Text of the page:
Confronting Race and Other Social Identity Erasures: The Case for Critical Industrial Relations Theory

Tamara L. Lee, Maite Tapia

Research output: Contribution to journalArticlepeer-review

34 Scopus citations


Despite the salience of racism and other “isms” woven into the fabric of US society, there is a dearth of industrial relations (IR) scholarship that engages critical race and intersectional theory (CRT/I) to deeply understand how structural racism and other social identity-based systems of oppression govern labor and employment systems. The authors call for the incorporation of CRT/I into IR to address the erasure of vital counter-narratives and to expand our empirical cases for labor and employment research. Focusing on leading scholarship on worker organizing, the authors confront white dominance in our research questions, methodologies, and analyses to illustrate how traditional “color-blind” and meritocracy-based IR theories lead to the exclusion of relevant knowledge. In an era of heightened public discourse and worker uprisings in response to deep-rooted systemic inequities, critical industrial relations research is vital to the field’s relevance and its expertise in explaining the nature and consequences of contemporary labor contestations and their impact on the future of the labor movement.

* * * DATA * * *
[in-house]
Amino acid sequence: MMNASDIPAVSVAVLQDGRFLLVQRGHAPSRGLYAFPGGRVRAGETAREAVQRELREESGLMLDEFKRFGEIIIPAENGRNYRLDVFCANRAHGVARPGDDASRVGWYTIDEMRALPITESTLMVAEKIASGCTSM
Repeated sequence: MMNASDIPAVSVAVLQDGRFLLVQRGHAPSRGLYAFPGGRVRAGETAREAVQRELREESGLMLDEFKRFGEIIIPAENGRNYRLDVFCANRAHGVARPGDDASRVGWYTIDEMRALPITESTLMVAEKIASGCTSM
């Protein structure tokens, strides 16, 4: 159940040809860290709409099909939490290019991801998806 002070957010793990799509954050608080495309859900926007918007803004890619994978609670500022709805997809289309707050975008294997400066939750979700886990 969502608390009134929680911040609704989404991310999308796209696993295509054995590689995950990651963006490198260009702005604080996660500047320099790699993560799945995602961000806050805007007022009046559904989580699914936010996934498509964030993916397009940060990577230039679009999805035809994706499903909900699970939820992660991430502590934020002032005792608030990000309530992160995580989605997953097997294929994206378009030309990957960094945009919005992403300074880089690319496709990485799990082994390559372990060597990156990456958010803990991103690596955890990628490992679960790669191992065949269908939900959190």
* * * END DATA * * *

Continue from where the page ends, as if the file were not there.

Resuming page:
Original languageEnglish (US)
Pages (from-to)637-662
Number of pages26
JournalILR Review
Issue number3
StatePublished - May 2021

All Science Journal Classification (ASJC) codes

  • Strategy and Management
  • Organizational Behavior and Human Resource Management
  • Management of Technology and Innovation


  • critical race theory
  • industrial relations theory
  • intersectionality
  • social identity
  • worker organizing


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